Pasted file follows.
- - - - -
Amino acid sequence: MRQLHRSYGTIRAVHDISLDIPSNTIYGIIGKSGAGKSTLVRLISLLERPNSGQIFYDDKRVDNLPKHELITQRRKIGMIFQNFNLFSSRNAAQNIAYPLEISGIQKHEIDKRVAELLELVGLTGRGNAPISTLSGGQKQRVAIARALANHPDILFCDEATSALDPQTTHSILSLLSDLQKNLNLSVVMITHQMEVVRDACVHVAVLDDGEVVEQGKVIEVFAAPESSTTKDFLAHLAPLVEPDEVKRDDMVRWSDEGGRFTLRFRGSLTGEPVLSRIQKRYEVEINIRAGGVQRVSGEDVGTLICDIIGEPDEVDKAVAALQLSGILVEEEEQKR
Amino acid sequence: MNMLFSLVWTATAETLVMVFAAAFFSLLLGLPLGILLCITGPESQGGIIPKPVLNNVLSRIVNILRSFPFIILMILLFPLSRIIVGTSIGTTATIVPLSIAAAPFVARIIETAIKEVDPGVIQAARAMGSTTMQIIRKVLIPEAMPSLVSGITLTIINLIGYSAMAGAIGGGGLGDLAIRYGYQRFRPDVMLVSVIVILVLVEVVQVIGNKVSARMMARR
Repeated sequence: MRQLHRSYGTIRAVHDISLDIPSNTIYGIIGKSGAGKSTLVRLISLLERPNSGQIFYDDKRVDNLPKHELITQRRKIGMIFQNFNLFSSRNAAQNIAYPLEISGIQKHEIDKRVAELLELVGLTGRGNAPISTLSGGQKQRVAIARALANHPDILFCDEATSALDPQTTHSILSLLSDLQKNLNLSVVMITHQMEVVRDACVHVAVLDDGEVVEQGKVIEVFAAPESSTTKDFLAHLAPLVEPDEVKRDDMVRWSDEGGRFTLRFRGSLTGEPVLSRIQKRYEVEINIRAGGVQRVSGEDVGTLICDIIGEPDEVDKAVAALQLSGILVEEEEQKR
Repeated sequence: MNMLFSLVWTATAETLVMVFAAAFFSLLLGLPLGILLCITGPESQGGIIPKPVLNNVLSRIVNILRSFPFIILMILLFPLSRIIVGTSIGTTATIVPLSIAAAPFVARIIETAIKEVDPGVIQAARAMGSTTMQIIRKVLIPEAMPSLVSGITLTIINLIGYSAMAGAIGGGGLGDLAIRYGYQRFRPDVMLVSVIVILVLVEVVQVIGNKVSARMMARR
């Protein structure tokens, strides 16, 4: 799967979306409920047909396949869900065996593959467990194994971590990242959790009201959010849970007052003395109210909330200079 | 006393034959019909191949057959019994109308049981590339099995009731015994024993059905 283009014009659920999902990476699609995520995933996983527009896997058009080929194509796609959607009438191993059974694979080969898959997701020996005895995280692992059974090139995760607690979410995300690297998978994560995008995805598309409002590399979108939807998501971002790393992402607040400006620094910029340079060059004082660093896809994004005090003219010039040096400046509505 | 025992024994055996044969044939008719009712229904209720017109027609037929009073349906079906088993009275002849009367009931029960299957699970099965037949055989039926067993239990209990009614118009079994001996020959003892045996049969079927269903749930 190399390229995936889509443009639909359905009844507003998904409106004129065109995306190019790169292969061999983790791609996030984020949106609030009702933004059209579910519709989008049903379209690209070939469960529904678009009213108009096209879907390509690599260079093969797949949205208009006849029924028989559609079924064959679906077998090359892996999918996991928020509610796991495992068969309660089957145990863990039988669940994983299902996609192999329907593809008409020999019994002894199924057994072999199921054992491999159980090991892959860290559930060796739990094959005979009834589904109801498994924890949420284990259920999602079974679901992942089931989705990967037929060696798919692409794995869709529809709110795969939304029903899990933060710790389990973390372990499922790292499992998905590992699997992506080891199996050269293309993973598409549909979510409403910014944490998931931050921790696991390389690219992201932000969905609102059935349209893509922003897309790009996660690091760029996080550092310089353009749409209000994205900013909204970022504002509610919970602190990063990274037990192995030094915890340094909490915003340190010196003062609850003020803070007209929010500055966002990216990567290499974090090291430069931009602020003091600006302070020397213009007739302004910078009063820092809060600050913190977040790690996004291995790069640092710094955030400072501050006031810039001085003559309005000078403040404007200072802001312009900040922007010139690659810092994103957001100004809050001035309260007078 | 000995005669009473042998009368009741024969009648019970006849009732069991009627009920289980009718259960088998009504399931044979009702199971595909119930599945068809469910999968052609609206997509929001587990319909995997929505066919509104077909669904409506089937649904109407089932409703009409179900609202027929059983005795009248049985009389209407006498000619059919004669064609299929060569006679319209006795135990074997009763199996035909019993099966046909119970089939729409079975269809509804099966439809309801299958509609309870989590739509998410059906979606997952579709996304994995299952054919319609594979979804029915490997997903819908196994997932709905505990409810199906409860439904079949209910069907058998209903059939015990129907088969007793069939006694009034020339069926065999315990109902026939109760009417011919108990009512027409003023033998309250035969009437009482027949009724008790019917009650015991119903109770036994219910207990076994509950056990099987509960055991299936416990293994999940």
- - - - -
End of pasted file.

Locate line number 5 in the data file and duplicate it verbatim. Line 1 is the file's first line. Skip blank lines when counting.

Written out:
């Protein structure tokens, strides 16, 4: 799967979306409920047909396949869900065996593959467990194994971590990242959790009201959010849970007052003395109210909330200079 | 006393034959019909191949057959019994109308049981590339099995009731015994024993059905 283009014009659920999902990476699609995520995933996983527009896997058009080929194509796609959607009438191993059974694979080969898959997701020996005895995280692992059974090139995760607690979410995300690297998978994560995008995805598309409002590399979108939807998501971002790393992402607040400006620094910029340079060059004082660093896809994004005090003219010039040096400046509505 | 025992024994055996044969044939008719009712229904209720017109027609037929009073349906079906088993009275002849009367009931029960299957699970099965037949055989039926067993239990209990009614118009079994001996020959003892045996049969079927269903749930 190399390229995936889509443009639909359905009844507003998904409106004129065109995306190019790169292969061999983790791609996030984020949106609030009702933004059209579910519709989008049903379209690209070939469960529904678009009213108009096209879907390509690599260079093969797949949205208009006849029924028989559609079924064959679906077998090359892996999918996991928020509610796991495992068969309660089957145990863990039988669940994983299902996609192999329907593809008409020999019994002894199924057994072999199921054992491999159980090991892959860290559930060796739990094959005979009834589904109801498994924890949420284990259920999602079974679901992942089931989705990967037929060696798919692409794995869709529809709110795969939304029903899990933060710790389990973390372990499922790292499992998905590992699997992506080891199996050269293309993973598409549909979510409403910014944490998931931050921790696991390389690219992201932000969905609102059935349209893509922003897309790009996660690091760029996080550092310089353009749409209000994205900013909204970022504002509610919970602190990063990274037990192995030094915890340094909490915003340190010196003062609850003020803070007209929010500055966002990216990567290499974090090291430069931009602020003091600006302070020397213009007739302004910078009063820092809060600050913190977040790690996004291995790069640092710094955030400072501050006031810039001085003559309005000078403040404007200072802001312009900040922007010139690659810092994103957001100004809050001035309260007078 | 000995005669009473042998009368009741024969009648019970006849009732069991009627009920289980009718259960088998009504399931044979009702199971595909119930599945068809469910999968052609609206997509929001587990319909995997929505066919509104077909669904409506089937649904109407089932409703009409179900609202027929059983005795009248049985009389209407006498000619059919004669064609299929060569006679319209006795135990074997009763199996035909019993099966046909119970089939729409079975269809509804099966439809309801299958509609309870989590739509998410059906979606997952579709996304994995299952054919319609594979979804029915490997997903819908196994997932709905505990409810199906409860439904079949209910069907058998209903059939015990129907088969007793069939006694009034020339069926065999315990109902026939109760009417011919108990009512027409003023033998309250035969009437009482027949009724008790019917009650015991119903109770036994219910207990076994509950056990099987509960055991299936416990293994999940």